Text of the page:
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Preparing for Cycle 5

This past week, we joined a zoom with 8 other Leukemia Patients in an MD Anderson support group. It was enlightening and scary at the same time. The common theme with everyone was the disruption to life. All are current patients, and some were zoomed in from their hospital room or waiting room. It is hard not to have tears as everyone has stories to tell.

One woman was asking a lot of questions and you could tell she was scared for what her treatments would hold. Calmly and supportively, everyone offered some bit of advice or clarity to ease her mind some. She was a fighter for sure. She still has grandbabies to see and raise. Others were at different points in their treatment including after the cycles and in stem-cell treatment.

We are still unclear if Michele will need stem-cell treatments. To be very frank with you, their stories raised some hair on the back of my neck at the impact it has on the patient. One patient was clear about it ZEROING out all the blood numbers so the body can GRAFT the new cells and hope that it takes. 3 or more months of 24/7 watch as the immune system is REBOOTED after treatments.

It always makes me wonder how anyone came up with such innovative thoughts that can keep patients alive and moving.

Still not feeling right

Thursday, March 17, 2022, will be the start date for the next in-patient cycle. At least that is what we believe now. Michele meets with our doctor and that usually leads to admission for the next round. We have learned to pack the bag for “Doctor Days”. Michele is still not feeling completely well from the last cycle. There is still the Nausea daily and as she put it… “I feel off”.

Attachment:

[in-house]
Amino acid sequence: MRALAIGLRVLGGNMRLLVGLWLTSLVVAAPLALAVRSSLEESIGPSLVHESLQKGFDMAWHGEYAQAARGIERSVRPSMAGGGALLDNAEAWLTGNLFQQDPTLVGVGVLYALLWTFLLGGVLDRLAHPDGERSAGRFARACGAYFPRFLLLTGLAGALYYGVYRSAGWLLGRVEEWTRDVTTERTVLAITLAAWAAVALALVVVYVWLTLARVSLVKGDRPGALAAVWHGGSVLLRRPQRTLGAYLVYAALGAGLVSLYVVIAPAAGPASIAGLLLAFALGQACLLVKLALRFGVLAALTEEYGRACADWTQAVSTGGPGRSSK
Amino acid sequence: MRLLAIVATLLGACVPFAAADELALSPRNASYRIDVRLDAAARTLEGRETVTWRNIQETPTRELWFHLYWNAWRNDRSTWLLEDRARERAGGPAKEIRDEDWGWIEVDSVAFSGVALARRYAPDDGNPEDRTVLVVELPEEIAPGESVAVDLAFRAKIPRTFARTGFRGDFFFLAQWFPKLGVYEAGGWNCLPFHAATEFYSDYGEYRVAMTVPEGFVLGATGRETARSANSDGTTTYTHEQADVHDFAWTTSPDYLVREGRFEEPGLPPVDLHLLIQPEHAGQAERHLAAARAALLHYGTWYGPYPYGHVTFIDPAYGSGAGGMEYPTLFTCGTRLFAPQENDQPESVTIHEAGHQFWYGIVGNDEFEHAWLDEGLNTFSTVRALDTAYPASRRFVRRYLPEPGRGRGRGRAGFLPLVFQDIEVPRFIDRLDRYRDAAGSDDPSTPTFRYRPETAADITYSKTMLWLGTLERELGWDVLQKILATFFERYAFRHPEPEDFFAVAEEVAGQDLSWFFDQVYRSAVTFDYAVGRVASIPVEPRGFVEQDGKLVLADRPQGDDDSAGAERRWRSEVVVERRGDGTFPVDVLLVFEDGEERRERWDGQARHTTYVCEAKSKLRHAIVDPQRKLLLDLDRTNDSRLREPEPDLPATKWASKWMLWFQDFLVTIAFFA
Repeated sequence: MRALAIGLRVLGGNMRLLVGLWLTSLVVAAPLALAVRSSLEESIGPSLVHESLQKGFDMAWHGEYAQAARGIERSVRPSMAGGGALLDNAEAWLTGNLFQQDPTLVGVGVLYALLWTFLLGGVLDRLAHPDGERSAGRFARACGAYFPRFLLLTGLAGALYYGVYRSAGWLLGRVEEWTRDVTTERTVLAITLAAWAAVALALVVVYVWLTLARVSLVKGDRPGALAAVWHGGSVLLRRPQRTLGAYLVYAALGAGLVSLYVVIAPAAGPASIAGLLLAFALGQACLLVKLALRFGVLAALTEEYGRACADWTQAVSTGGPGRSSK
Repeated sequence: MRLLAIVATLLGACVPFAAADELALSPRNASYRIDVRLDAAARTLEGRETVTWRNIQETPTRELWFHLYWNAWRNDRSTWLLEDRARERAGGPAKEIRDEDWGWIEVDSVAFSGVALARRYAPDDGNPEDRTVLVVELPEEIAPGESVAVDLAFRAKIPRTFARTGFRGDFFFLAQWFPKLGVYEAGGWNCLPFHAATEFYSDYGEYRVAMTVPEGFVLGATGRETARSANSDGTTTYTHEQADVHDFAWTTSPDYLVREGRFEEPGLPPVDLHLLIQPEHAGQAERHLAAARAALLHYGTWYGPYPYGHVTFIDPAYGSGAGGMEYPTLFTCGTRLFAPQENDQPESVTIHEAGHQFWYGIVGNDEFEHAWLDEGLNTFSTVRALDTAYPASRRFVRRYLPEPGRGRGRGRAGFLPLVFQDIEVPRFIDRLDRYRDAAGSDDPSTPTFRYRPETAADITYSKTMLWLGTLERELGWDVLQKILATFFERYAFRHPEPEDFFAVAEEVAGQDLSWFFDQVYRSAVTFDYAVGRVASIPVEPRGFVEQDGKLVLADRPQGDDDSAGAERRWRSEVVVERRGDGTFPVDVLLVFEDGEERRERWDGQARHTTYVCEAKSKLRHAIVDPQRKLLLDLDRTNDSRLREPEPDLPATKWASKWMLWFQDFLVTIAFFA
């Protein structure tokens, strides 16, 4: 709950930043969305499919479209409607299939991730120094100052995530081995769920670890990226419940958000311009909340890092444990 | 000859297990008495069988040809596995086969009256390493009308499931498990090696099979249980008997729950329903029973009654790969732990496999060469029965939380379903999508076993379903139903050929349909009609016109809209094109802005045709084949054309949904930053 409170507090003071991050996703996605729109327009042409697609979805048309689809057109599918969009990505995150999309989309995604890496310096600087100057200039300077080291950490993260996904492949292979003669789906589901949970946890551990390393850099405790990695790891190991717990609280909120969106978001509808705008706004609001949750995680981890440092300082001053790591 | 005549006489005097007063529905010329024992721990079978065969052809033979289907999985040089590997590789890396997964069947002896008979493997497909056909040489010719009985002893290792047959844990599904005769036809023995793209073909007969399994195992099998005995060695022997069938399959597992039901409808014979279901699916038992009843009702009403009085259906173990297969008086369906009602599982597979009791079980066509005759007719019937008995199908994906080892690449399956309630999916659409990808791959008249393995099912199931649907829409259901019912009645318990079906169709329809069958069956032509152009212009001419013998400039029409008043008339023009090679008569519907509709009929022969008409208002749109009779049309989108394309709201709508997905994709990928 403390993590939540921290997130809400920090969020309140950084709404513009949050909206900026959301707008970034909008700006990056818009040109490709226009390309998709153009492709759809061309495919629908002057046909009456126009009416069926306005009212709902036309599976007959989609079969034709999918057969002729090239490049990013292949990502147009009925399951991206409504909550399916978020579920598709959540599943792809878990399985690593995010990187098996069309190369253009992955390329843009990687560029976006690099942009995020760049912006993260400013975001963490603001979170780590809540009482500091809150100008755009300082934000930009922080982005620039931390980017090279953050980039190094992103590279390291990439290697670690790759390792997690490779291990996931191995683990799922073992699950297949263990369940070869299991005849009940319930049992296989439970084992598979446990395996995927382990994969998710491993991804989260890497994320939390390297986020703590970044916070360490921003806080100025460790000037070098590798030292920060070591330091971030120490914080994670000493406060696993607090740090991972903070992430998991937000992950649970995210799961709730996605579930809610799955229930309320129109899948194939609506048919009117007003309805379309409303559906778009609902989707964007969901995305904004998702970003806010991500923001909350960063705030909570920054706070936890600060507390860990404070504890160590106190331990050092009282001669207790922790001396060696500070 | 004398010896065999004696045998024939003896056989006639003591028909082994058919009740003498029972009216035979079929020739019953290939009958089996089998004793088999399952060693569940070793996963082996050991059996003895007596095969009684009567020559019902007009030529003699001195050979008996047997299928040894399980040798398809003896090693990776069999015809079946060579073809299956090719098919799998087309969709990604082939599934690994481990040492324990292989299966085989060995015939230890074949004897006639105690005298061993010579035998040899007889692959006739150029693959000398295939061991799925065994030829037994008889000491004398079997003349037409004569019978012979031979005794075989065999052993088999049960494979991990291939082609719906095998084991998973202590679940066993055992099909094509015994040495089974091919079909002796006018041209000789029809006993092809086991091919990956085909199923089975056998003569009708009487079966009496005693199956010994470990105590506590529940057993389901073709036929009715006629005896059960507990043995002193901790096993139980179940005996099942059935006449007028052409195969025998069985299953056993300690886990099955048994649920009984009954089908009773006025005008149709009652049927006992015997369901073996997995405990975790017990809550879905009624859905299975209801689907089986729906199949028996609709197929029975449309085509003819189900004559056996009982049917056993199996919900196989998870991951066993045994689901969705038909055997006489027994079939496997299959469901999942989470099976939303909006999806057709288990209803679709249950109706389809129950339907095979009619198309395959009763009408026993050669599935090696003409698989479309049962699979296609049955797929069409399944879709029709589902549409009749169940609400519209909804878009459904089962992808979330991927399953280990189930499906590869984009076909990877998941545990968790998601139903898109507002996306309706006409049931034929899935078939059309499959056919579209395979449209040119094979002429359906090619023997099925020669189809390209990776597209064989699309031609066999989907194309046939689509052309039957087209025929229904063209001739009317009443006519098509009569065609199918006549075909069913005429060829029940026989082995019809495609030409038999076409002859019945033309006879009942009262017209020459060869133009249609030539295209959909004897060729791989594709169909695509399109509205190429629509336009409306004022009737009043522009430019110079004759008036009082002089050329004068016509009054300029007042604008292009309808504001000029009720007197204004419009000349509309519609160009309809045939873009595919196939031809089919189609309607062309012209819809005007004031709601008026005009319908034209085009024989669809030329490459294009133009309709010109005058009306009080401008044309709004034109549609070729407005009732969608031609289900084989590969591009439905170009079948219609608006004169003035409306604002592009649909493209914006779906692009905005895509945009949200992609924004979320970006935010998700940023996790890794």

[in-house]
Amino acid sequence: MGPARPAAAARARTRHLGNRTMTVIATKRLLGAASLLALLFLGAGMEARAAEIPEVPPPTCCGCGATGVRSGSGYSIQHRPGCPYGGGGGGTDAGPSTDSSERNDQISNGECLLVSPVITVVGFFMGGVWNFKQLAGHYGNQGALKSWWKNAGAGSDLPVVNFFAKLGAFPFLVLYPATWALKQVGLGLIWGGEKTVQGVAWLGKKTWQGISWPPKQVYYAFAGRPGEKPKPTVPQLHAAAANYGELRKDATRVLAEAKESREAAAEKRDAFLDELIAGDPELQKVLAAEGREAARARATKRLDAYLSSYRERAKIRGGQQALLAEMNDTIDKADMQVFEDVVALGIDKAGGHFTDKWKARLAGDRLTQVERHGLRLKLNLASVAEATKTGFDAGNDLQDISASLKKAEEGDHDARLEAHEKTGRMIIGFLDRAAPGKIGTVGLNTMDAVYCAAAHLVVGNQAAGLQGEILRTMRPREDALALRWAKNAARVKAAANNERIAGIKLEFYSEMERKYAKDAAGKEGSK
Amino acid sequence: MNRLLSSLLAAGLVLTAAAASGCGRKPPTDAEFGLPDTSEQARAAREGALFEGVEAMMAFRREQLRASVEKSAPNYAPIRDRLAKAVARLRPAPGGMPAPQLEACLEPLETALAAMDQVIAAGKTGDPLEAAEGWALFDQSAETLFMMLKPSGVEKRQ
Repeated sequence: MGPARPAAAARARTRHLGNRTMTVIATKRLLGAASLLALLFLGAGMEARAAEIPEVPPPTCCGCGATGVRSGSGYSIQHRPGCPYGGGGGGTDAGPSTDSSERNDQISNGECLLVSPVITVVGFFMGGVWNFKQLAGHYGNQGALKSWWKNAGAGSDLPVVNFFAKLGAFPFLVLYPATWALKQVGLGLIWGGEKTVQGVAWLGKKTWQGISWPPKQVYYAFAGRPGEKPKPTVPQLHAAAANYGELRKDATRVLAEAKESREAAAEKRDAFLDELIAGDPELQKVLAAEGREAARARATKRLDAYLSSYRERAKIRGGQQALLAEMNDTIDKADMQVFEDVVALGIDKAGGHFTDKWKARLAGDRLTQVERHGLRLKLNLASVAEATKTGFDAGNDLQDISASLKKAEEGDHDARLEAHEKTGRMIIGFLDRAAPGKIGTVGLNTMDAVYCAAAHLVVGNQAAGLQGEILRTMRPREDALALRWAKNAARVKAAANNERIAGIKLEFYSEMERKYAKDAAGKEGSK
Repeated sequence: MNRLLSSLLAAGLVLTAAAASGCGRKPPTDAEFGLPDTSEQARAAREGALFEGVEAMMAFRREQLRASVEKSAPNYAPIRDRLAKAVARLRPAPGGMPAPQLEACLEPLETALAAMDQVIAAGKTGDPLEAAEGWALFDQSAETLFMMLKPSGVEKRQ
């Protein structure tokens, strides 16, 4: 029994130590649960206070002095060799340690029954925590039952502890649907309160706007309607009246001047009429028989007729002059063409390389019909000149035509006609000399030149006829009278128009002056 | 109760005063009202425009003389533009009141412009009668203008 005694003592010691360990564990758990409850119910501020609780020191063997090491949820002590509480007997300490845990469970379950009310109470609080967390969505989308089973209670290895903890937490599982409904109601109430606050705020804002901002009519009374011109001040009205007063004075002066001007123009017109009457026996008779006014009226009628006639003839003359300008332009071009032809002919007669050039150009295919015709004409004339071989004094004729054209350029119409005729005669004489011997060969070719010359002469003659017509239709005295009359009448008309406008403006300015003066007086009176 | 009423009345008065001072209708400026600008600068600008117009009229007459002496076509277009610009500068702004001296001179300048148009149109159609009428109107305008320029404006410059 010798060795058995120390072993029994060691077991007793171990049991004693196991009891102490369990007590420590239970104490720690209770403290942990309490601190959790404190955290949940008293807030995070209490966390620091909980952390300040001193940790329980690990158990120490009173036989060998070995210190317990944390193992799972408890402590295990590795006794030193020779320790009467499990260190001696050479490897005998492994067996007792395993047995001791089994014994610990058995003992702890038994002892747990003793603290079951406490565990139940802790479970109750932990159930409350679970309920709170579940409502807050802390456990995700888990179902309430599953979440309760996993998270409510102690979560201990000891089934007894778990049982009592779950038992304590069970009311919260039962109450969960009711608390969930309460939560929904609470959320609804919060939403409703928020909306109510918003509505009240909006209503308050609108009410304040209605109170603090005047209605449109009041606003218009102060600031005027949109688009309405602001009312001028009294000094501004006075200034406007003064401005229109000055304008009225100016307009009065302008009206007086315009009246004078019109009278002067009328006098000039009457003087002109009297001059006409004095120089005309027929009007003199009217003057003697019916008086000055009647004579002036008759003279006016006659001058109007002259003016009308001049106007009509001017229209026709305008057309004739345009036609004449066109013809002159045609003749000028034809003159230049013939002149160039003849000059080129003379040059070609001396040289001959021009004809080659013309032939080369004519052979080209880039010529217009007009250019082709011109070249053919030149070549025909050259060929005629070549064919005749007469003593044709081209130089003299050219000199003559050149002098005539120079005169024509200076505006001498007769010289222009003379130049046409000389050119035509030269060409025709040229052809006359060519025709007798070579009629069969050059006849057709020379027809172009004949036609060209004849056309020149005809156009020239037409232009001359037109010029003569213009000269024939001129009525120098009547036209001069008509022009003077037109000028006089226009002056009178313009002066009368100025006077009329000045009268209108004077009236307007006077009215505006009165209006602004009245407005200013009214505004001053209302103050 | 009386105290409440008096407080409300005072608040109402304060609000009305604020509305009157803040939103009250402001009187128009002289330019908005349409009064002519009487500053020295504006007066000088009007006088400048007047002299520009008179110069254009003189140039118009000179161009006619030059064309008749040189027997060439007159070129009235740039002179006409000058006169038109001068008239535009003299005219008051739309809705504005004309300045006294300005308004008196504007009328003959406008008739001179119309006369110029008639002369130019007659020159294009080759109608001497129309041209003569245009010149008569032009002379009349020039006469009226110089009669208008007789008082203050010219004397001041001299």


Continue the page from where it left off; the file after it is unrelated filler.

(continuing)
She has done an excellent job of staying connected with clients the last few days. True to form, she was #3 on sales numbers for the week in our reporting team. What is different from the last couple of months is that she is more fatigued. We have been getting in a couple of walks as the weather is decent right now. Those walks lead her to being in bed and asleep by 9:00.

I am not as scared this week as I have been the previous weeks for her. I am reminded by the nurses that something as simple as a hard bump into something can cause bleeding which can be fatal. So… still scared most days.

Little things make her happy

When you spend so much time in the house that you have lived in for 20 years, you notice things that need to fixed/repaired or replaced. We have this little swing in the garden. The fabric cover had long been gone and the cushions were very faded from the sun. We took a few hours to go to the store and shop for some new floor mats for our entrance and in hopes of getting some new cushions that would work. It became evident that the cushions would be as expensive as just buying a new swing.

She loves a good deal. Walmart delivered figuratively and literally. By noon today we had a new swing in a box on the front porch. We found something close to what we had on clearance and in a couple of hours, I had it set up and we had a chance to sit and enjoy it for a few minutes. It warms my soul to see her sitting on the new swing.